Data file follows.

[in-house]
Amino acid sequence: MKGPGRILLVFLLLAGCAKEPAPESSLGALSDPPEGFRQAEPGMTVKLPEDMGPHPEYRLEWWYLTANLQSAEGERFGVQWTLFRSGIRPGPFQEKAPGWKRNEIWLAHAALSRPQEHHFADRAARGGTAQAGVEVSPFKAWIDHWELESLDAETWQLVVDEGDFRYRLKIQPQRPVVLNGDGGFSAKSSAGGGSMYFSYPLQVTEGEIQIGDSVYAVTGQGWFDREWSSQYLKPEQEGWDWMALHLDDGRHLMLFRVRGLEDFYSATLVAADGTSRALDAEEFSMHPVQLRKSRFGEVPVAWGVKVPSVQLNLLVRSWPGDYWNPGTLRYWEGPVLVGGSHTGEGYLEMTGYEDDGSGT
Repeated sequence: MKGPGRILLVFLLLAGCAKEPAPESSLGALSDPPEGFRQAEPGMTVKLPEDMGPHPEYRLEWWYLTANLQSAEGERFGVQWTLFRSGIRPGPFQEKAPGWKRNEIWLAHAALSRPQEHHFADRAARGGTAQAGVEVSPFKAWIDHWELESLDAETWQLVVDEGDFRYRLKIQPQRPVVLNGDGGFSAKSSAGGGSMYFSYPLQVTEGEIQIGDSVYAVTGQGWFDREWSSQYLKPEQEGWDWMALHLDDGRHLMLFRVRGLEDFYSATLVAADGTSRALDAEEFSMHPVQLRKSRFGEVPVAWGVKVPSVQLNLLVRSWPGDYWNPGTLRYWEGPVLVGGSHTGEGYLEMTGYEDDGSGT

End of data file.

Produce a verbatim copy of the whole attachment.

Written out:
[in-house]
Amino acid sequence: MKGPGRILLVFLLLAGCAKEPAPESSLGALSDPPEGFRQAEPGMTVKLPEDMGPHPEYRLEWWYLTANLQSAEGERFGVQWTLFRSGIRPGPFQEKAPGWKRNEIWLAHAALSRPQEHHFADRAARGGTAQAGVEVSPFKAWIDHWELESLDAETWQLVVDEGDFRYRLKIQPQRPVVLNGDGGFSAKSSAGGGSMYFSYPLQVTEGEIQIGDSVYAVTGQGWFDREWSSQYLKPEQEGWDWMALHLDDGRHLMLFRVRGLEDFYSATLVAADGTSRALDAEEFSMHPVQLRKSRFGEVPVAWGVKVPSVQLNLLVRSWPGDYWNPGTLRYWEGPVLVGGSHTGEGYLEMTGYEDDGSGT
Repeated sequence: MKGPGRILLVFLLLAGCAKEPAPESSLGALSDPPEGFRQAEPGMTVKLPEDMGPHPEYRLEWWYLTANLQSAEGERFGVQWTLFRSGIRPGPFQEKAPGWKRNEIWLAHAALSRPQEHHFADRAARGGTAQAGVEVSPFKAWIDHWELESLDAETWQLVVDEGDFRYRLKIQPQRPVVLNGDGGFSAKSSAGGGSMYFSYPLQVTEGEIQIGDSVYAVTGQGWFDREWSSQYLKPEQEGWDWMALHLDDGRHLMLFRVRGLEDFYSATLVAADGTSRALDAEEFSMHPVQLRKSRFGEVPVAWGVKVPSVQLNLLVRSWPGDYWNPGTLRYWEGPVLVGGSHTGEGYLEMTGYEDDGSGT